This faith reigns today throughout the Protestant Reformed Christian world among the clergy, but not among the laity, save for a very few. For laymen take faith to mean nothing more than to believe in God the Father, Son, and Holy Spirit, and think that anyone who lives rightly and believes rightly is saved. Regarding the Lord, moreover, they believe that He is their Savior. For they do not know the mysteries of justification taught by their preachers, and even though the preachers preach them, still among their lay listeners these mysteries go in one ear and out the other. Indeed, the teachers themselves regard themselves as learned on account of their knowledge, and in their colleges and universities they toil mightily to comprehend those mysteries. That is why we said above that this faith is the faith of the clergy.
But even so, the preachers teach this same faith in kingdoms inhabited by the Protestant Reformed in different ways.
In Germany, Sweden, and Denmark they teach that the Holy Spirit operates through that faith and so justifies and sanctifies people, and that afterward it progressively renews and regenerates, but does so apart from works of the Law. Moreover they say that people who possess that faith as the result of trust and confidence are in a state of grace with God the Father. They say, too, that although the evils that they commit do indeed appear, still they are then continually forgiven.
In England they teach that this faith produces charity without the person's knowing, and that a person's feeling the Holy Spirit operating inwardly in him is also the good of charity. But if he does not feel it, and yet does good in order to be saved, it can be called good, but good that nevertheless derives from the person the character of having merit-seeking in it.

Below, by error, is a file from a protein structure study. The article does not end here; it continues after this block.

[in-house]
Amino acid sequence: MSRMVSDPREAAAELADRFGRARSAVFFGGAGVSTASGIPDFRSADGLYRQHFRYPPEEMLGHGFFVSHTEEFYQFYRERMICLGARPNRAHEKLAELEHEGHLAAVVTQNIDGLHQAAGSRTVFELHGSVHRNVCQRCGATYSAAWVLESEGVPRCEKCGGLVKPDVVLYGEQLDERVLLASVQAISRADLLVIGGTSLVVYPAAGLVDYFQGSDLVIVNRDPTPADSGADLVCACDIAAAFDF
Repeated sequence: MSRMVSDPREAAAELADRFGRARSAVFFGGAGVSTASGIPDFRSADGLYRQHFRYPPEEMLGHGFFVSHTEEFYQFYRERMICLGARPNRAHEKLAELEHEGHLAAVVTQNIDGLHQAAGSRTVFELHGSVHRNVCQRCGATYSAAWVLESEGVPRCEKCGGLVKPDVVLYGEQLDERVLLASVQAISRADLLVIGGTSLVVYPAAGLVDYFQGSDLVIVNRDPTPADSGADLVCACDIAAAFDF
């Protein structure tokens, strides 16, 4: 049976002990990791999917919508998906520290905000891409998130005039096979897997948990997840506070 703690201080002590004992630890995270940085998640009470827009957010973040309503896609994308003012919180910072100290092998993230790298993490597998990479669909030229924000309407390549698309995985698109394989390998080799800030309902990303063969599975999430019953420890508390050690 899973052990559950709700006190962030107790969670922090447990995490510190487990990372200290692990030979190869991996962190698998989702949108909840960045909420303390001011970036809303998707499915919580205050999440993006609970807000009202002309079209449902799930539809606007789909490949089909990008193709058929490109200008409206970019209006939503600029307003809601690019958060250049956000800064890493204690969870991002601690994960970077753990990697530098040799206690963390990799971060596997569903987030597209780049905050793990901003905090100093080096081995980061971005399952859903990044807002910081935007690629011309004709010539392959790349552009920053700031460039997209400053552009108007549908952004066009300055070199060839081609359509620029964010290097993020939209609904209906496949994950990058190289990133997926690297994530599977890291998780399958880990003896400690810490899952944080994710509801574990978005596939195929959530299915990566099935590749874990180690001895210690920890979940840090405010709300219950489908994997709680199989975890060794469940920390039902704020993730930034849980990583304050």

This faith, moreover, can produce the good of charity in the last hour of a person's life, although they do not know how.
In Holland they teach that through this faith God the Father justifies and purifies a person inwardly for the sake of the Son by means of the Holy Spirit, but only as far as his native will, from which it turns away without touching it - or as some say, touching it only lightly - and that thus the evils of the person's will do not appear before God.
Few of the laity, however, know anything of these mysteries of the clergy, nor do the clergy wish to proclaim them as they are, because they know that the laity have no taste for them.
4. Regarding the Law and the Gospel:
The Law was given by God to make known what sin is and thus to restrain it by threats and fear, and afterward by the promise and annunciation of grace. The chief function of the Law, therefore, is to reveal the reality of original sin and all its fruits, and to make known the horrendous extent to which human nature has fallen and become thoroughly depraved. In this way it terrifies, humiliates, and prostrates a person, to the point that he despairs of himself and anxiously wishes for help. This effect of the Law is called contrition, which is neither active nor imaginary, but passive and a torment of conscience.
The Gospel, on the other hand, is the whole doctrine regarding Christ and faith, and so the forgiveness of sins, thus a most welcome messenger, neither accusing nor terrifying, but comforting.
The Law reveals the wrath of God at all impiety and condemns mankind, so as to cause a person to pay attention to Christ and the Gospel. Both must be preached, because they are connected.
The Gospel teaches that Christ took upon Himself all the curse of the Law and atoned for all sins, and that we attain forgiveness through faith.
The Holy Spirit is not given or received, nor the human heart renewed, through preaching of the Law, but through preaching of the Gospel. The Holy Spirit then employs the ministry of the Law to teach, and in the Ten Commandments show, what the will and good pleasure of God are. Thus the Holy Spirit mortifies and animates.
A distinction must be drawn between works of the Law and works of the Holy Spirit. Consequently the faithful are, for that very reason, not under the Law but under grace.
The righteousness of the Law does not justify, which is to say, it does not reconcile or regenerate, nor does it by itself make people acceptable to God; but when the Holy Spirit has been given, fulfillment of the Law follows.
The works of the second table of the Ten Commandments do not justify, because they enable us to live in harmony with our fellow man, and not properly with God, and yet in a state of justification we must live in harmony with God.
Because Christ, though without sin, underwent the punishment of sin and became a sacrificial victim on our behalf, He bore the just burden of the Law so that it would not condemn believers, as He is the propitiatory substitute for them, on which account they are regarded as righteous.